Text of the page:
Thoughts on starting allergy immunotherapy for a patient who is on a selective beta blocker medication (Coreg)?


Thank you for your inquiry.

As far as beta-blockers in general, for your convenience, copied below is the summary statement regarding the use of beta-blockers during aeroallergen immunotherapy. This was copied from the most recent Immunotherapy Parameters (1). This Parameter is of course available to you free of charge online via the website of the Joint Council of Allergy, Asthma, and Immunology. The paragraph subsequent to this summary statement discussed the nuances underlying this recommendation.

"Beta-Blockers and ACE inhibitors Summary Statement 37: Exposure to beta-adrenergic blocking agents is a risk factor for more serious and treatment- resistant anaphylaxis. Concomitant use of beta-blockers and allergen immunotherapy should be carefully considered from an individualized risk/benefit standpoint and incorporate the patient’s preferences in the medical decision- making process."

Source: Allergen immunotherapy: A practice parameter third update: The Journal of Allergy and Clinical Immunology Vol. 127, Issue 1, Supplement, Pages S1-S55.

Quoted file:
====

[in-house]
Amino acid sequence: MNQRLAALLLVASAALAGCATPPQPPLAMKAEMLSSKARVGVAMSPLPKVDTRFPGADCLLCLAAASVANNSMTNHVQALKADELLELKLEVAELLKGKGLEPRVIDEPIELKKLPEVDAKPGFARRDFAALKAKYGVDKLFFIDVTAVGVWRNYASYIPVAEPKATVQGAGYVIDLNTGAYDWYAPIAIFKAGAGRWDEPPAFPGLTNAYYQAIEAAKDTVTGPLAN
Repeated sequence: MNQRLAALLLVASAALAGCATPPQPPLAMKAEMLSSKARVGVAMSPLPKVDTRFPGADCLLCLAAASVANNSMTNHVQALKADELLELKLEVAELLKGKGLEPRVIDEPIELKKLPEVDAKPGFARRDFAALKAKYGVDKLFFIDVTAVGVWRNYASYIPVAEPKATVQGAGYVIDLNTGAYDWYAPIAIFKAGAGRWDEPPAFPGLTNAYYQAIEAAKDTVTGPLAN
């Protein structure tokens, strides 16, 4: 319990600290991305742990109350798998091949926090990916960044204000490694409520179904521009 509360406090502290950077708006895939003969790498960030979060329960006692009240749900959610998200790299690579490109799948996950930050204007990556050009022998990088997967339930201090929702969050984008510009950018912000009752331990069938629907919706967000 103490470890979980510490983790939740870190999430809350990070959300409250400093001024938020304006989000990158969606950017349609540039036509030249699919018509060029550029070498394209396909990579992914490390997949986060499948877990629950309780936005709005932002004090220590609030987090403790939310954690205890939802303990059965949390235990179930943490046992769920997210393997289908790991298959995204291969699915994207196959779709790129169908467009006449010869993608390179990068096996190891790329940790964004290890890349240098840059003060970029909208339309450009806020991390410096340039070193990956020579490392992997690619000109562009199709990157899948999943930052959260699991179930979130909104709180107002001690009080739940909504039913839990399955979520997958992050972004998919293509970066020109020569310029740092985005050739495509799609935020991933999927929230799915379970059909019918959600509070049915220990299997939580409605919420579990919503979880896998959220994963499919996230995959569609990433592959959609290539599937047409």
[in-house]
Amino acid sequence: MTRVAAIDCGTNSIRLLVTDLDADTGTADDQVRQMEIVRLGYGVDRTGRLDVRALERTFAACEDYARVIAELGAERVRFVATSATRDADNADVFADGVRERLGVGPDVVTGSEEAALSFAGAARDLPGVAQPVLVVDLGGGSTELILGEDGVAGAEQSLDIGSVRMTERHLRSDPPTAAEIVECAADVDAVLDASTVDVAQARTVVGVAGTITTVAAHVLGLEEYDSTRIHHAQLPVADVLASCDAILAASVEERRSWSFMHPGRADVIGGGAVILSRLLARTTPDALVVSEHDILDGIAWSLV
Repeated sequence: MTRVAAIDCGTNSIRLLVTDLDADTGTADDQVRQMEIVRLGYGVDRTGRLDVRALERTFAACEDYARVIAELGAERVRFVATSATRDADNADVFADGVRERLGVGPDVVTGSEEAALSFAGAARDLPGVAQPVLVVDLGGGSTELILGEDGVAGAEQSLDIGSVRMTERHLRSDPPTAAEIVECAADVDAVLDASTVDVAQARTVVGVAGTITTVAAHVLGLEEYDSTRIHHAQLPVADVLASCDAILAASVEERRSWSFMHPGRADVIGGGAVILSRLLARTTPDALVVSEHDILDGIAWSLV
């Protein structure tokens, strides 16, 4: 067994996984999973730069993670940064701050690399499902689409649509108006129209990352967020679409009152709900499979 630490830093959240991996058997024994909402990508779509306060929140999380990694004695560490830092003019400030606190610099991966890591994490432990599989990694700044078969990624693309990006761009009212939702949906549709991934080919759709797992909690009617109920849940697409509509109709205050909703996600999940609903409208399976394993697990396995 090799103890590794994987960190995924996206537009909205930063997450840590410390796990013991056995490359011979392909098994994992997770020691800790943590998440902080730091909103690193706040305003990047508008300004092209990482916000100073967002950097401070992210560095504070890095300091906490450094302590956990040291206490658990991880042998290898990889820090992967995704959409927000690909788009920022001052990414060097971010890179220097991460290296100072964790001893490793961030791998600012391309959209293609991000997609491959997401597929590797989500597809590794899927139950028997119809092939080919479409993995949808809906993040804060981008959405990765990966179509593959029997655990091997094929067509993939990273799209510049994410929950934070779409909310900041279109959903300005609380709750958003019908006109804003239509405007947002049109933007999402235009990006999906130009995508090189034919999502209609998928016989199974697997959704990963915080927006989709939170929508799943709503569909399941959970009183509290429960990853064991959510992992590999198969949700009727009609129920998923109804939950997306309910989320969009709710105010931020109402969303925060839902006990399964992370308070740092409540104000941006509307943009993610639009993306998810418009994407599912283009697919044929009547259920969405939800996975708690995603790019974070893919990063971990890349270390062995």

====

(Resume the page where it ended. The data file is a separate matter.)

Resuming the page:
These guidelines do not make a distinction between cardioselective and non cardioselective blockers. It is important to remember that anaphylaxis differs from asthma. There is certainly a rationale for the use of a selective beta blocker versus a nonselective beta blocker in caring for a patient with asthma. However, anaphylaxis is not only characterized by the potential for airway obstruction, but also the potential for shock. When one views the cause of mortality attributable to airway obstruction versus shock and cardiovascular complications, it is clear that deaths can occur from involvement of either system, and in some series, the deaths are almost equally attributable to each. Thus, beta blockers are considered a relative contraindication regardless of whether or not they are selective or nonselective.

Theoretically, the risk may be less since there is less respiratory beta blockade, but there is no study quantifying how much less the risk would be. If you are interested in a more complete discussion of the use of beta blockers in immunotherapy, please see the reference noted below.

Thank you again for your inquiry and we hope this response is helpful to you.

1.Phil Lieberman, Stephen F. Kemp, John Oppenheimer, David M. Lang, I. Leonard Bernstein, Richard A. Nicklas; The Journal of Allergy and Clinical Immunology, October 2005 (Vol. 116, Issue 4, Pages 933-936.

Phil Lieberman, M.D.

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